Simplicity is my all-time favorite pattern company. Although I've used McCalls, Butterick, Vogue and many others, I've always preferred Simplicity - the name basically says it all. Beings I'm such a Simplicity fan, I signed up for an email sewing newsletter and got a fresh issue this morning. Well, you gotta check out the Simplicity Classroom! Following the links, I came upon a page of free sewing projects and a page of free quilt patterns. There are also links on the left of each page to many other pages full of valuable info for those of us sewing and quilting with kids, such as Sewing 101 and Quilting Tools Tutorials. So get a cup of tea and spend a little time seeing what all the Simplicity site has to offer.
|Sewing at Granny's!|
Simple and Durable
The perfect sewing machine for a child has to be simple and durable. At the top of my list is a drop in bobbin. I didn't appreciate how important this feature is until I had to deal with the other kind. I've been sewing since I was small and always had a machine with a drop in bobbin. Even as an adult, correctly inserting the bobbin into the little do-funny and then trying to maneuver the thing into the correct position at an awkward angle is more than I can handle. Sewing should be fun! So why make it difficult? Anyway, the drop in bobbin is a non-negotiable.
Other desirable features include zigzag, convenient reverse and easy threading. To this end, an automatic needle threader would also be nice but not essential - after all, young eyes can see the eye in the needle. In fact, I can still thread a needle manually when I have to and it may actually be good for enhanced eye-hand coordination. So an easy thread path, but not necessarily a needle threader, is in order. On the reverse, I like to sew backwards at the start and end of each seam so want reverse to be easy to get to.
Durability is a no brainer - this is for a child. Gone are the days of bullet-proof machines as the standard. So why don't I just get vintage machines? Been there, done that and they're just too heavy and temperamental for my purposes. I actually gave one of the granddaughters a 1947 Singer in a cabinet but it has proved cumbersome and difficult for her to operate on her own. In fact, she is the reason for this quest - she'll be 10 in March and I want her to have a machine she can use at will without needing assistance.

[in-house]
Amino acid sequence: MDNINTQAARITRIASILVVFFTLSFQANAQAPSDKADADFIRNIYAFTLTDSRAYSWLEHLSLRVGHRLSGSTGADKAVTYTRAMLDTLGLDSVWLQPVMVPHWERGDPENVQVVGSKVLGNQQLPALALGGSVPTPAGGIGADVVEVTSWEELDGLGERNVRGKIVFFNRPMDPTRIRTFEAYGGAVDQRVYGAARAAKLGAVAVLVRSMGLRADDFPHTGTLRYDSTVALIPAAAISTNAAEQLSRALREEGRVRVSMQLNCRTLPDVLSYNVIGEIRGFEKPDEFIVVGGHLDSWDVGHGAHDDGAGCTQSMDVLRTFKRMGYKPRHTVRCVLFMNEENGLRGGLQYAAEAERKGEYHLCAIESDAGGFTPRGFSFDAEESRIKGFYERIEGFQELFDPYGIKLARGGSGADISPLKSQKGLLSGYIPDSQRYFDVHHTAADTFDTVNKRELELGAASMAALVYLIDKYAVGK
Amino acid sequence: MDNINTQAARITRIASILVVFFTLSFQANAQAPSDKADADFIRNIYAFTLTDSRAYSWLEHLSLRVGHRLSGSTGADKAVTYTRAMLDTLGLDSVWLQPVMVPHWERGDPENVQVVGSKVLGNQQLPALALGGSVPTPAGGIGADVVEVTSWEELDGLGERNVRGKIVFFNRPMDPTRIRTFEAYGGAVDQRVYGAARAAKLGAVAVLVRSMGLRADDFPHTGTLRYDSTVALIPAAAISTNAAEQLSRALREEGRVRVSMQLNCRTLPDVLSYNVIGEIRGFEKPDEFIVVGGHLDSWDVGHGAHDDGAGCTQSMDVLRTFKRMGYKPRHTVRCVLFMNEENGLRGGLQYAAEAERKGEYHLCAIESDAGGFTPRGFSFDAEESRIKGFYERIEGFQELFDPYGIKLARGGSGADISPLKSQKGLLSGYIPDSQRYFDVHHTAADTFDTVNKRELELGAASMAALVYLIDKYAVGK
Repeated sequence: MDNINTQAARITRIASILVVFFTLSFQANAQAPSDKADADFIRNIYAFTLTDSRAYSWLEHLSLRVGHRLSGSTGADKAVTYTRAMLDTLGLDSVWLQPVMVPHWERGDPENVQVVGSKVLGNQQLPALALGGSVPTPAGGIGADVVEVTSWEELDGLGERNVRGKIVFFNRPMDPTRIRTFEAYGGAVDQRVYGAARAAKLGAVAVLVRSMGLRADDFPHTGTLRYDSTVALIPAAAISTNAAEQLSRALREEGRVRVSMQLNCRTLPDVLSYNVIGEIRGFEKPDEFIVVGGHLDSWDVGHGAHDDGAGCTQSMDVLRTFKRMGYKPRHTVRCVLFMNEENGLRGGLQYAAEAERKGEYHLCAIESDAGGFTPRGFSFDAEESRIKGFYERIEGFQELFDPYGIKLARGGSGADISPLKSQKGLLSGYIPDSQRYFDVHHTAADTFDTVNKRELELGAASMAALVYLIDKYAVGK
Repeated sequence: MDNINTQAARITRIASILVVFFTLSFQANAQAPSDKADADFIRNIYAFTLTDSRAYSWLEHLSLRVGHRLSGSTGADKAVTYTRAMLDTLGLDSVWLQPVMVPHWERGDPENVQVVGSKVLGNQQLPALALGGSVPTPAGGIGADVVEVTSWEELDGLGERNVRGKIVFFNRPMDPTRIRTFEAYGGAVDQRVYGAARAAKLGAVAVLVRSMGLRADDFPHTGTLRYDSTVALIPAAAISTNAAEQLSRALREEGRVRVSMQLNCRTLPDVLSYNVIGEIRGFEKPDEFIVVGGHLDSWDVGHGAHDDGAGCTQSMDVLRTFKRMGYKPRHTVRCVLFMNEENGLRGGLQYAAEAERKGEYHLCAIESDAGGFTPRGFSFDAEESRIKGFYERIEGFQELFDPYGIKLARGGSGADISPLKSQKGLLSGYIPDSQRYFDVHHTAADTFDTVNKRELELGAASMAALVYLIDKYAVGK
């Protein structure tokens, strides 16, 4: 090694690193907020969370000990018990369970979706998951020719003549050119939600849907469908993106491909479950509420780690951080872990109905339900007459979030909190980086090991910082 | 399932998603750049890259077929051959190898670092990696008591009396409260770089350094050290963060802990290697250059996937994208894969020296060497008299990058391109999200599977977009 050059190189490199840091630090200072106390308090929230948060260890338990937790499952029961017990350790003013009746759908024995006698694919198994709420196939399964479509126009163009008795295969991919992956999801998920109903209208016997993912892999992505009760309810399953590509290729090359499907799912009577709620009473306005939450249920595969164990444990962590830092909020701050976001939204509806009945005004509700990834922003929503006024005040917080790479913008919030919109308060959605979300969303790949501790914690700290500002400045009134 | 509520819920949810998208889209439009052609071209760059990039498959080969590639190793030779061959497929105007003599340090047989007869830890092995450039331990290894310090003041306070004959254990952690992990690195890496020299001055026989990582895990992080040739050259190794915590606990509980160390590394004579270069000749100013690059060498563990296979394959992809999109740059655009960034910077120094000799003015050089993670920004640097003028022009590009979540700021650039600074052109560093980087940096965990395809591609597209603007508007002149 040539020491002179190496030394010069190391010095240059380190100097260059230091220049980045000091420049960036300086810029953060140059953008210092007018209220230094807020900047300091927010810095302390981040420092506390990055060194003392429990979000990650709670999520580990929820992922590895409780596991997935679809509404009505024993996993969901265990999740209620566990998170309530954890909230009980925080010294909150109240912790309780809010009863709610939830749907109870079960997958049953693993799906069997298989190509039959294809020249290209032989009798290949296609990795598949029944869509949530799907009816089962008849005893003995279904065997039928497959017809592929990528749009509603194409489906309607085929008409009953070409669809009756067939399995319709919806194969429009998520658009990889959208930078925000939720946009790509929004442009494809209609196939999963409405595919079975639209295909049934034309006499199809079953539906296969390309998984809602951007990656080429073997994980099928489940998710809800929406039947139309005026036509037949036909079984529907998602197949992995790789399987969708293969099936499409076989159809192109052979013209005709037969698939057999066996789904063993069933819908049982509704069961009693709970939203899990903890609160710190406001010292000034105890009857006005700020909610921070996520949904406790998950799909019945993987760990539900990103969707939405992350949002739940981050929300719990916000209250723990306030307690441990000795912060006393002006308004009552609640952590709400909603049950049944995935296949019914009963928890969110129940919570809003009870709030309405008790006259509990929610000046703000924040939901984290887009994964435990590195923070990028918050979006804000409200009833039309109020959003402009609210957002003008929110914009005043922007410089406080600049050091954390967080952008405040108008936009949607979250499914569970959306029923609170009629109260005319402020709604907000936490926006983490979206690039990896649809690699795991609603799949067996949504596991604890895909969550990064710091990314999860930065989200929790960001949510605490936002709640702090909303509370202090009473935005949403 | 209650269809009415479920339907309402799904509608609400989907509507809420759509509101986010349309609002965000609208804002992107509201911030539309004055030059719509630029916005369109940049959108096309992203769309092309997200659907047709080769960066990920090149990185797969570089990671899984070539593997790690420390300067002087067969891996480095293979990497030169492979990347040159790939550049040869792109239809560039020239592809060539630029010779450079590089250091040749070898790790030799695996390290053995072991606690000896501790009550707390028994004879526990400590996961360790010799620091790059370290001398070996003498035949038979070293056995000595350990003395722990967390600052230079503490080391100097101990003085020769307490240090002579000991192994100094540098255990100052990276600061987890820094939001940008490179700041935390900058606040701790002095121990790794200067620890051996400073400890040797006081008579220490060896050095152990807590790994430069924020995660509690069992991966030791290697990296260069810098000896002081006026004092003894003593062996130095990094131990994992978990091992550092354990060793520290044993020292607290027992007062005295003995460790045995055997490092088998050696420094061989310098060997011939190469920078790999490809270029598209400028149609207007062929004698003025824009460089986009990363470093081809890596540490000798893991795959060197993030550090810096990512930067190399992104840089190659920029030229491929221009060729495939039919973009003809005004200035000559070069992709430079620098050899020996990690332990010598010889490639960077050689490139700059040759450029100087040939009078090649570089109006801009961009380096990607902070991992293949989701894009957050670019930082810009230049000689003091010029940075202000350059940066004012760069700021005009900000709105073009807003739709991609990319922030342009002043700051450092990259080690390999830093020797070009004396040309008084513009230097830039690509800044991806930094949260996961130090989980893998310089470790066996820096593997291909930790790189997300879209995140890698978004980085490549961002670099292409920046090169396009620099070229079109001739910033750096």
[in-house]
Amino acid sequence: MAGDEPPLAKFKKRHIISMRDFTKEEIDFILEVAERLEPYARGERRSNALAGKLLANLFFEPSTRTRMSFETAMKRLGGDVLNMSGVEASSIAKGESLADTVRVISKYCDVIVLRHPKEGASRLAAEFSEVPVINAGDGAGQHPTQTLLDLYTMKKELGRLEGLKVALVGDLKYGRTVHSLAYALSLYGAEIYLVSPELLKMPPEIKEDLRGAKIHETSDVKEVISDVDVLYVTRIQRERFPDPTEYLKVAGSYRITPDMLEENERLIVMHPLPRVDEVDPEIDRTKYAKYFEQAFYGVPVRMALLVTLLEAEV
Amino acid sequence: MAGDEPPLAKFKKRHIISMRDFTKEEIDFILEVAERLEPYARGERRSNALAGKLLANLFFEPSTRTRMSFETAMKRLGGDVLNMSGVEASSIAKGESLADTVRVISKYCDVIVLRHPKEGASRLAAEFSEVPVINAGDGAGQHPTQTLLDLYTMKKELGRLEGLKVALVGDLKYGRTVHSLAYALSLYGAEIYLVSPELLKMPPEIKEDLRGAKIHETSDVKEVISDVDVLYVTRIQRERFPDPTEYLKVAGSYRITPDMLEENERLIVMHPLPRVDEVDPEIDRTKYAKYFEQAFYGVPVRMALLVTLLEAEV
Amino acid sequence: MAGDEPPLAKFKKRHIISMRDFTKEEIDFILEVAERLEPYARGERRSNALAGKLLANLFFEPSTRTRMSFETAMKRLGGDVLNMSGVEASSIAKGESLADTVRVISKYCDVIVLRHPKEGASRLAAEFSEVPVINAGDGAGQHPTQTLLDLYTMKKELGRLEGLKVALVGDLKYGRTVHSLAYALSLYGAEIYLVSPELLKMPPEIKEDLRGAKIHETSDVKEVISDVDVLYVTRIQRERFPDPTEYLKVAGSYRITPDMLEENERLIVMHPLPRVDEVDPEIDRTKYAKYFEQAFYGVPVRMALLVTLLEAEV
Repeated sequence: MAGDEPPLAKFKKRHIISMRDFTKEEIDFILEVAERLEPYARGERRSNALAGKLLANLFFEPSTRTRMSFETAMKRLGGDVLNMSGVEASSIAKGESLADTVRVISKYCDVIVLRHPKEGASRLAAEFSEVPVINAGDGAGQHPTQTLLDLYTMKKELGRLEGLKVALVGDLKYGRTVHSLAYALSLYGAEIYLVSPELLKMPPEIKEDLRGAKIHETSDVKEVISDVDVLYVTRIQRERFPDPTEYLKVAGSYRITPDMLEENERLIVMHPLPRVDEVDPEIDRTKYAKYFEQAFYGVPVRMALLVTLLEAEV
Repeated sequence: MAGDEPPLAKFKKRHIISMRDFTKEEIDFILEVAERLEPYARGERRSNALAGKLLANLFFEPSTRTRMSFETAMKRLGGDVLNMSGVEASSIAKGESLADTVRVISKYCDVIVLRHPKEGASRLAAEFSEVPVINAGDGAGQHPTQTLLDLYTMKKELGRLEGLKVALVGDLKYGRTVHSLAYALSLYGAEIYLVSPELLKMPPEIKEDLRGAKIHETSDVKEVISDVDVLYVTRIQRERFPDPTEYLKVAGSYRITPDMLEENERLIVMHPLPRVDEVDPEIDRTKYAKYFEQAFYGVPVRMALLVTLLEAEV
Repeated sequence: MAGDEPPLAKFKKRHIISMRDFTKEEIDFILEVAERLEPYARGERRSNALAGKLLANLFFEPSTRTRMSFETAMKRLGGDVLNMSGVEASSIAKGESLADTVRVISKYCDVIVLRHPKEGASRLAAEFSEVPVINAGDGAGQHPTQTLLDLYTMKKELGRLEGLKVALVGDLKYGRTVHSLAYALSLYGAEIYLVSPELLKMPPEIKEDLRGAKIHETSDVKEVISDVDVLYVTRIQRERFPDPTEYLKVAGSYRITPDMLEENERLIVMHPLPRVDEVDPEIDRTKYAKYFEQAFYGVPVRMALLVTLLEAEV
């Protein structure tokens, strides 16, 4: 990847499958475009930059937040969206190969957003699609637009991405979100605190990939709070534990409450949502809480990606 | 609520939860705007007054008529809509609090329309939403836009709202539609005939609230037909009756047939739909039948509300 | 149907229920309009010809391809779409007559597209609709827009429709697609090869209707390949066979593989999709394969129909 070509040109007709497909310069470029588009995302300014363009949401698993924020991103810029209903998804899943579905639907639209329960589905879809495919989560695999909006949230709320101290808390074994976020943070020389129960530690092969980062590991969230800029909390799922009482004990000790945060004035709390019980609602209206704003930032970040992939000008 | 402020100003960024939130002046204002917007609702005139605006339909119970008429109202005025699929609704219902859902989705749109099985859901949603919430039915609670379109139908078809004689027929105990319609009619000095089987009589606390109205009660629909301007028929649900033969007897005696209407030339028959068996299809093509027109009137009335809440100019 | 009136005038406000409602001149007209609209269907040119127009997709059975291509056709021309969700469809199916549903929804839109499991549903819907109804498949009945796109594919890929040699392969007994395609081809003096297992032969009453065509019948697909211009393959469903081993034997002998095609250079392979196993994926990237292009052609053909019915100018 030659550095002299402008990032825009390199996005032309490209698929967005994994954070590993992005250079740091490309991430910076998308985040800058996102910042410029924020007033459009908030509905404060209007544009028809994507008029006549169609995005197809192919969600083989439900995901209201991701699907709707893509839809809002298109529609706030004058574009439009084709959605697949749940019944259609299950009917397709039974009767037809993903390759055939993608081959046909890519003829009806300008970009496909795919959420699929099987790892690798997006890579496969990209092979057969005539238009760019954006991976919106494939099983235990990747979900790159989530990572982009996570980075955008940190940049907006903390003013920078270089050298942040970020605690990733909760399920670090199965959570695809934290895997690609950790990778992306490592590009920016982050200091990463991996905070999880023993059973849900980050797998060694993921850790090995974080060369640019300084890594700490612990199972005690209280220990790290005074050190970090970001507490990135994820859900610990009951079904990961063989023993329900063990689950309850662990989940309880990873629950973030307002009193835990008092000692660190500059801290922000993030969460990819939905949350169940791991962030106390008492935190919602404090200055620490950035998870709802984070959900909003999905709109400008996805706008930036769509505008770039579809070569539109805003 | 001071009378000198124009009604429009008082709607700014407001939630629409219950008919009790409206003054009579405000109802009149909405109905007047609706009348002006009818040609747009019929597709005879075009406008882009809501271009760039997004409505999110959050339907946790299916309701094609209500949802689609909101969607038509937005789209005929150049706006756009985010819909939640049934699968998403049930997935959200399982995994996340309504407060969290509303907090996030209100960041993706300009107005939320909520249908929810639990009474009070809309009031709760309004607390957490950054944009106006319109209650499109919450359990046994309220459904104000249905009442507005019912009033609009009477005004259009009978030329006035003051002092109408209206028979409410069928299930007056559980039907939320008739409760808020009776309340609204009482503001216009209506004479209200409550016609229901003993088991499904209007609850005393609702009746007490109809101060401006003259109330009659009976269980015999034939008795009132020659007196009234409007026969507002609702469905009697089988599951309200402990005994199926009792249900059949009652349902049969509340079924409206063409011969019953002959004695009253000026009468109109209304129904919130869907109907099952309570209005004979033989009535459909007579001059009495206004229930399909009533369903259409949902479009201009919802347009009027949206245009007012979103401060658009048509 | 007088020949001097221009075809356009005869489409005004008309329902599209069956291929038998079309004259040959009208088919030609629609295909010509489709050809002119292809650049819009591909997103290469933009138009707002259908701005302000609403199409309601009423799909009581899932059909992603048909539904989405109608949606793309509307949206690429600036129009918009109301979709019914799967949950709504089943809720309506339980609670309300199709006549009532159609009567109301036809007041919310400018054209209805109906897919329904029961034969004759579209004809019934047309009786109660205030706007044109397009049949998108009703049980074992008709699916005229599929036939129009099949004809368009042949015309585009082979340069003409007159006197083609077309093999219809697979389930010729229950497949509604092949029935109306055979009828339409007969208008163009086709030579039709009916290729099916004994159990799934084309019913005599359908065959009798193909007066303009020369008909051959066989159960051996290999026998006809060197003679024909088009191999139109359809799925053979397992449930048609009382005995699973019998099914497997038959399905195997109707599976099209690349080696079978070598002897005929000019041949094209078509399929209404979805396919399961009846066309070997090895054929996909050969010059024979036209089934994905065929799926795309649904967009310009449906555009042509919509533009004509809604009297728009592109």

Should Kids Have Their Own Sewing Machine?
I say absolutely! My daughter had a sewing machine of her own in her room from about age 8 or so. She also had her own fabric stash and sewing supplies and could sew whenever she wanted. Not only is sewing a wholesome activity, it's also a practical skill that too few children learn these days. In addition, having the freedom to create with fabric (and make and correct mistakes) provides valuable experience in math, measuring and other areas. Have I convinced you yet?
So Which Machine is Best?
I've just begun my preliminary research so don't have an answer yet. I'm partial to Singer but am not sold on it as the best option at this point. I've looked at the basic models in the store and read through reviews online and there seems to be quite a bit of dissatisfaction with the reverse lever and durability. I wasn't able to actually test drive any of the models while at the store but will do so once I've narrowed down my choices. At any rate, I'm just starting this quest so am open to suggestions. I'd like to keep the price to $100 or less. Anyway, if you have an opinion on this subject, please chime in - I need all the help I can get!
|Photo courtesy of //Between the lines//|
Great Gift Idea, Too!
I’ve actually got a bunch of fleece I bought on sale for kid-quilt backs. Now I’m thinking maybe I should make some ponchos instead. With several grandkids in snowy places and Christmas right around the corner, they might come in real handy. And speaking of gifts, the poncho is the first in a series of DIY gift ideas so check out the others while visiting Between the Lines. And if that isn’t enough, look at all the posts labeled Sewing with Kids.